The day has finally come: Queen Elizabeth II is dead. Her lifeless body lies in its coffin, as the royal family gathers round.
Her successor Prince Charles will now become the British monarch. With some hesitation, he accepts the crown. He knows full well what could await him.
So begins the BBC’s new and somewhat controversial production King Charles III. The film takes as its premise a theme that has long been taboo for the British public: The death of Queen Elizabeth II.
Even before its premiere broadcast in Britain, the programme had provoked strong reactions. Many question whether the plot is simply the basis for dramatic entertainment, or whether it in fact amounts to provocation of the royal family.
Director Rupert Goold was aware of this when adapting the celebrated Mike Bartlett play for the screen.
“The TV audience is much bigger and broader,” he said, defending the programme in a recent interview with the Radio Times. “But I hope that people who think it’s going to be anti-monarchist will watch the whole thing because I think it’s nuanced.”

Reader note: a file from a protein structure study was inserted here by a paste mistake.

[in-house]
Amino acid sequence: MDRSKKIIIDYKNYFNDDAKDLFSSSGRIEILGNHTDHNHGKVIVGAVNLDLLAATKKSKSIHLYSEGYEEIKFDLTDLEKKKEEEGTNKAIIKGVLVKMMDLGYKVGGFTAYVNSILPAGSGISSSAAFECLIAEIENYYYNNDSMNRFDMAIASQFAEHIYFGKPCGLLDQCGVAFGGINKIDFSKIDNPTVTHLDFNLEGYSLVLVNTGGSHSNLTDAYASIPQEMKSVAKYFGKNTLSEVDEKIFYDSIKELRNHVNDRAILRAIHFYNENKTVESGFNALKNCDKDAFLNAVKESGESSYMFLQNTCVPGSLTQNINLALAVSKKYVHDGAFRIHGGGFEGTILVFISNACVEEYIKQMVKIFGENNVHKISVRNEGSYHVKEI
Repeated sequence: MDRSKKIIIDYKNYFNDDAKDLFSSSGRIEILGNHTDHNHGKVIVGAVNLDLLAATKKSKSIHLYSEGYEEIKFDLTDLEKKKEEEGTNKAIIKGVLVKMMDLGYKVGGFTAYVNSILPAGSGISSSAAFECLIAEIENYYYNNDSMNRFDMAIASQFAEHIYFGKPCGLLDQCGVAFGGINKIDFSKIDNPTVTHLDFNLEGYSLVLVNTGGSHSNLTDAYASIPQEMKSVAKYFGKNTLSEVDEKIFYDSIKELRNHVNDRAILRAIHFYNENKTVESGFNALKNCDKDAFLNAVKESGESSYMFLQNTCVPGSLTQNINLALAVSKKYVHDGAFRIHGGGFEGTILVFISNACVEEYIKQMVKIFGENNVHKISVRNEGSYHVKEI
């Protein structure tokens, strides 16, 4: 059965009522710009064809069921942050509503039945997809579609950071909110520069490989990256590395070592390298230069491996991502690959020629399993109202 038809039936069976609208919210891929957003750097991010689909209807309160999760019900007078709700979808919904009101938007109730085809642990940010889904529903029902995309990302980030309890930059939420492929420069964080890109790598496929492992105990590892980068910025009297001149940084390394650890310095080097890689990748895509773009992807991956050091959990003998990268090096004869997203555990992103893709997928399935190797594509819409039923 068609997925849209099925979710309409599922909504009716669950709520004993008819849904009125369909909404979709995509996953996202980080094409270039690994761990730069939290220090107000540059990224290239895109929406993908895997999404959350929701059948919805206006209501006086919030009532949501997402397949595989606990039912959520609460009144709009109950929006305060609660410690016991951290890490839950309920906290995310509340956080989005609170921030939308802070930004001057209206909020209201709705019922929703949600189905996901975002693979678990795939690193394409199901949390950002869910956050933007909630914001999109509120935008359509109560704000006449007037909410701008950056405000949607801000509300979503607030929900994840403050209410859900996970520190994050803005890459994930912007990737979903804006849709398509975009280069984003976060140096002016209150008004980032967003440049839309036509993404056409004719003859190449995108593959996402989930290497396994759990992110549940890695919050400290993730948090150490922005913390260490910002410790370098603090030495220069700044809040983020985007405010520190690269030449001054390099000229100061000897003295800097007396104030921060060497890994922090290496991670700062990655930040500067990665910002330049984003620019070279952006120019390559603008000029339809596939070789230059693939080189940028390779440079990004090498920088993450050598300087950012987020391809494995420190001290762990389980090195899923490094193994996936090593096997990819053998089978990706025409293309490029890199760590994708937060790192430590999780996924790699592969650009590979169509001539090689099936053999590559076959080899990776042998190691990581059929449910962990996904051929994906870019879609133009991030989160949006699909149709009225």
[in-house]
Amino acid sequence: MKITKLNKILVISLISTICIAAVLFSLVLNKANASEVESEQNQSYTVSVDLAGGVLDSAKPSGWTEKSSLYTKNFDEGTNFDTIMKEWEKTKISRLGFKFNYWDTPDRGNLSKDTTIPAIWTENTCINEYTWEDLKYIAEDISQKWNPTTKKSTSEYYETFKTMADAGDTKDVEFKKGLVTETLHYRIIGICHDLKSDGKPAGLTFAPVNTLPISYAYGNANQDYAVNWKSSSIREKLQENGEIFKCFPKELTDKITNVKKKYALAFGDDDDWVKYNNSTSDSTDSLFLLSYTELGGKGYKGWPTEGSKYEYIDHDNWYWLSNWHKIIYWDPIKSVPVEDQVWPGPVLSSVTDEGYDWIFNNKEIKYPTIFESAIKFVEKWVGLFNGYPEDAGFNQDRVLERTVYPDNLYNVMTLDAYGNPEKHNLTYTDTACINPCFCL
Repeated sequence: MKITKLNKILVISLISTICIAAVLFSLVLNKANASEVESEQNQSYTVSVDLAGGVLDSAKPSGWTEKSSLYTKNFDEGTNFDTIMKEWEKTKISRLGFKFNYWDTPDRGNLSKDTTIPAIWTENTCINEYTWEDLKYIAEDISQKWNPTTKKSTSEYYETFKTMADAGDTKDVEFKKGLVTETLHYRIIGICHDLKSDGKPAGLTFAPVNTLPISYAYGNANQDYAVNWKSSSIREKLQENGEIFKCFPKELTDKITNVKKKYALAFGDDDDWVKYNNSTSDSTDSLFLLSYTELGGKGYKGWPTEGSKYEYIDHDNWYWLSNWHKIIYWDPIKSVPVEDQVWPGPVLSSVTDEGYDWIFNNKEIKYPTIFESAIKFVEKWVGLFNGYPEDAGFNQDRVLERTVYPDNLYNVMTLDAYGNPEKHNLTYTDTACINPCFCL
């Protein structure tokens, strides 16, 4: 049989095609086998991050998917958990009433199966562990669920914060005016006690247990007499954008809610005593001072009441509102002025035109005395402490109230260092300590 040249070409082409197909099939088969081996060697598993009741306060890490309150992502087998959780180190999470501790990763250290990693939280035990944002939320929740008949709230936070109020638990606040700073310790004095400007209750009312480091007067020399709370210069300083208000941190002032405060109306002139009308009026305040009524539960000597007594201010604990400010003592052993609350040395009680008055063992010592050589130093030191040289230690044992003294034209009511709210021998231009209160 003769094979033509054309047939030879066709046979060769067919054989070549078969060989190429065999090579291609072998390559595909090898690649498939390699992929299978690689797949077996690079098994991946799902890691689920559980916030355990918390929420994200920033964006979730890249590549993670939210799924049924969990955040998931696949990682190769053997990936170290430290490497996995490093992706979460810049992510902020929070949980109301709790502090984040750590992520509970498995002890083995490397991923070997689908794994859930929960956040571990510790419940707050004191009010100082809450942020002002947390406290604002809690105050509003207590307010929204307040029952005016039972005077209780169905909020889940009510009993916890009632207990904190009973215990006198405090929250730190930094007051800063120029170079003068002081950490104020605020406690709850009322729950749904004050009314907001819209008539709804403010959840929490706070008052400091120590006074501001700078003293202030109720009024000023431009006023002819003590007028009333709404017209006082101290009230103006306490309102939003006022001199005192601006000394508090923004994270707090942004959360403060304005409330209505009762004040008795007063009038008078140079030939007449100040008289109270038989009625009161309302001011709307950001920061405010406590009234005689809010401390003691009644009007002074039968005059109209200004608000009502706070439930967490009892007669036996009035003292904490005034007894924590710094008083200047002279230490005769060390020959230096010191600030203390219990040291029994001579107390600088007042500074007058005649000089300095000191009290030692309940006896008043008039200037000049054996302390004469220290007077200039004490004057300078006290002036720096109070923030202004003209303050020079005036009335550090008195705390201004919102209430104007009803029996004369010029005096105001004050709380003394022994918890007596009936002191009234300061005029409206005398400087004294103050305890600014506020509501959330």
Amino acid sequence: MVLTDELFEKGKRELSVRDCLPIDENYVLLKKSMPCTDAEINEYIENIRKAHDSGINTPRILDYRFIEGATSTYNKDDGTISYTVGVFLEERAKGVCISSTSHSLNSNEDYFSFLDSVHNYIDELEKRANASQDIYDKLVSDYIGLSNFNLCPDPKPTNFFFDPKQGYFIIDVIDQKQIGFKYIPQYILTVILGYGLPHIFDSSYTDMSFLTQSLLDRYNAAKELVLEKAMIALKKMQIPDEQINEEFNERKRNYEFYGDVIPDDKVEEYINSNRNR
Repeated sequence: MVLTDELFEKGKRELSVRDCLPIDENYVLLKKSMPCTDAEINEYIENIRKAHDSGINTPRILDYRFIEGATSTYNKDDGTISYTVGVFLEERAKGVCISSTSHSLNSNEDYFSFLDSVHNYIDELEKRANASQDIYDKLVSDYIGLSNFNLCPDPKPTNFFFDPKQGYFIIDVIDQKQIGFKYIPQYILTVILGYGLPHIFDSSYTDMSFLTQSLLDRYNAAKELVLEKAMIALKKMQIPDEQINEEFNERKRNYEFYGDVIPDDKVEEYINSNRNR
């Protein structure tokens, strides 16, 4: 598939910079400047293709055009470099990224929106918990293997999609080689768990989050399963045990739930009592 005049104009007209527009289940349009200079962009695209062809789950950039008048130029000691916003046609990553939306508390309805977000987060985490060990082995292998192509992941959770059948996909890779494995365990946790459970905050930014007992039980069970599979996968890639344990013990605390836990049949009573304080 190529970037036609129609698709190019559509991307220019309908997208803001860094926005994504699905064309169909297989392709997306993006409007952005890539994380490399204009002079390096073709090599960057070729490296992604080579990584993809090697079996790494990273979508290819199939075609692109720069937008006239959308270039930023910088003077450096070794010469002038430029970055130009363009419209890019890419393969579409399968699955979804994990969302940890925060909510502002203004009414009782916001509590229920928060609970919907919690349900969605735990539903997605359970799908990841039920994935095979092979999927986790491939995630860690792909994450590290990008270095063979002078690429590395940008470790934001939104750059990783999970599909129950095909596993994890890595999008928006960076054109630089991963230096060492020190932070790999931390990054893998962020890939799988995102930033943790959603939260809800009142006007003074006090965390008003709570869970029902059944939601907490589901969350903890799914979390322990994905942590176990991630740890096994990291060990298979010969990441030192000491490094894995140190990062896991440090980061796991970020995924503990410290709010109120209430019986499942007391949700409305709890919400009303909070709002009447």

The show stars Tim Pigott-Smith as Charles, Oliver Chris as William, Richard Goulding as Harry, Charlotte Riley as Kate and Margot Leicester as Camilla.
More fictional chaos
The bone of contention in some quarters is not just the fictional death of the Queen, but the chaos which ensues. Within days of assuming office, Charles refuses to sign a bill restricting press freedom, unleashing a constitutional crisis and nationwide protest.
At the same time, the Duchess Kate is plotting against the new king in order to manoeuvre her husband Prince William onto the throne. The film drifts into the absurd when the ghost of the deceased Princess Diana appears to her son William, relaying prophesies to him.
The BBC defended the production in advance of its first screening. “The public can distinguish fact from fiction.”
Buckingham Palace has yet to break its silence on the production, its press office offering only the familiar phrase: No comment. – dpa/Constantin Eckner